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The IssaquahPress

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Wednesday January 8, 2014 Issaquah boys go 1-3 in national tournament

By Greg Farrar

Liberty High School freshmen varsity athletes, swimmer Sydney Hartford, cross country twin sisters Brigette and Kelsey Takeuchi and football player Noah Pritchett, stand by a poster in the Liberty High School commons proclaiming ‘We Are One,’ the motto of Patriot athletes and their student body fans.

FRESHMEN PHENOMS

Liberty’s fall sports underclassmen take the stage By Christina Corrales-Toy newcastle@isspress.com Less than a year ago, Brigette and Kelsey Takeuchi, Sydney Hartford and Noah Pritchett roamed the halls at Maywood Middle School. Fast forward to their first year at Liberty High School. Three of them have competed among the top athletes in the state, while the fourth has found a place on a varsity squad that rarely makes room for freshmen. Liberty sports teams found a lot of success this fall, due in no small part to these budding stars. Brigette and Kelsey Takeuchi — cross-country Liberty coach Mike Smith knew of the talented twins on Maywood’s cross-country team, he just didn’t know what sport they would choose in high school. Luckily for him, the Takeuchis chose crosscountry instead of soccer. They were integral parts of the Liberty team that finished sixth at state. Brigette became the school’s first cross-country state medalist when she took fourth overall with a time of 18 minutes, 31.79 seconds. “It was really fun, because everyone supported each other no matter how they did,” Brigette said. “I also really like the course.” It’s a good thing, too,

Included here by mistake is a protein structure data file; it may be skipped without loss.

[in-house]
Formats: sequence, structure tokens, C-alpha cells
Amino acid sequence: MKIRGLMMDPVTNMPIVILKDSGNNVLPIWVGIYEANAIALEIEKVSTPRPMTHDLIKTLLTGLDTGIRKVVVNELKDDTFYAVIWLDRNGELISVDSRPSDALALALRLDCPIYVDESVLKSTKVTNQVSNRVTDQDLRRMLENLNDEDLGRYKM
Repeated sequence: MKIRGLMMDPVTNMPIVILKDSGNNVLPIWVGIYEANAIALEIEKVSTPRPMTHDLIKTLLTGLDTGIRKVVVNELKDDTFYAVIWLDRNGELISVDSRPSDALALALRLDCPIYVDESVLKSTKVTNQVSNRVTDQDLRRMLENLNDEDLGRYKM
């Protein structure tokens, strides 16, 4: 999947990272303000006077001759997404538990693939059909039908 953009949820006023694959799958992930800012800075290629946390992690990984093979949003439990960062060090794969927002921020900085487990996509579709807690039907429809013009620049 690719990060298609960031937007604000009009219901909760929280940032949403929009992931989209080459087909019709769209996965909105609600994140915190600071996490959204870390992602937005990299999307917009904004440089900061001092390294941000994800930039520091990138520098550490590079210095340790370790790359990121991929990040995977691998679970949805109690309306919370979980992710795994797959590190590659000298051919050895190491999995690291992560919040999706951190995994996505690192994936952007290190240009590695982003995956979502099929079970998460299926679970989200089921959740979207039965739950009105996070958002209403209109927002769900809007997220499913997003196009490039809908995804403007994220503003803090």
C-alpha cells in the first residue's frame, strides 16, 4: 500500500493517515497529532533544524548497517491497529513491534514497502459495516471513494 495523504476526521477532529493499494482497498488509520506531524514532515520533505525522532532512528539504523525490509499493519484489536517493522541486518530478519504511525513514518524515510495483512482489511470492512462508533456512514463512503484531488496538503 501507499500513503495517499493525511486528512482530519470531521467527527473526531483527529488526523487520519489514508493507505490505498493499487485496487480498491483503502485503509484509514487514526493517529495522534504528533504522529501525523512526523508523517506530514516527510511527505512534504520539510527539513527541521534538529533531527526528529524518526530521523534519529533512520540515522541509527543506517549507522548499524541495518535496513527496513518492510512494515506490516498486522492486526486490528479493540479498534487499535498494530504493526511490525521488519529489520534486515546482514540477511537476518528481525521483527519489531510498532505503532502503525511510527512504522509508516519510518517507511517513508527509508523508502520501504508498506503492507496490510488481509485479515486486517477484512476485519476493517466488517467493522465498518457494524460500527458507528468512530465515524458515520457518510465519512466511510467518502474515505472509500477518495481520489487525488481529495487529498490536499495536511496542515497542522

because if the Takeuchis have their way, they’ve got three more visits to the state competition in their future. Kelsey completed the state course in less than 20 minutes, putting her among the state’s top 30 runners in the 3A division. High school cross-country is different than anything she saw at Maywood, Kelsey admitted, but it’s a lot more rewarding. “We used to think that our 2-mile runs were really long, but we don’t even do 2-mile runs anymore,” she said. Smith said he’s excited about the girls’ potential. “We look at increasing pace, mileage and leadership every year, so over the next couple of years, they’ll hopefully have progressively faster times and serve as role models for the other runners,” he said. Brigette, in particular, has the talent to compete on a national stage, Smith said. He added that the Takeuchis’ work ethic and parental support separate them from the pack. “How you do in cross country is based on how hard you work,” Brigette said. “So, if you put in a lot of hard work, then you will be more successful.” Both girls said they hope to continue to drop times as their careers progress, with the ultimate goal of running in college at a place with warm weather, such as

California or Hawaii. Sydney Hartford — swimming Sydney Hartford feels at ease in the pool. “I love swimming because I’m actually more graceful in the water than I am walking or running,” she said. There is no doubting Hartford’s prowess in the water, where she was a member of Liberty’s statemedalist 200 freestyle relay team. That team took fifth place and Hartford recorded a season-best split. Liberty coach Kris Daughters, who knows a thing or two about top freshman swimmers after the early successes of Mackenna Briggs, Lauryn Hepp and Ellie Hohensinner, said she was pleasantly surprised about Hartford’s contribution to the team. “Sydney has competed on a club team for the past few years, so she comes with more experience and endurance than most ninth-graders,” she said. “She is also very tall and lean, and that makes a difference in swimming.” Hartford admitted she was a little nervous joining the Patriots squad, but she was quickly welcomed by her teammates. “I was blown away just by how much they accepted the freshmen into the group,” she said. “On the first day, I had multiple people walk up to me and introduce me to other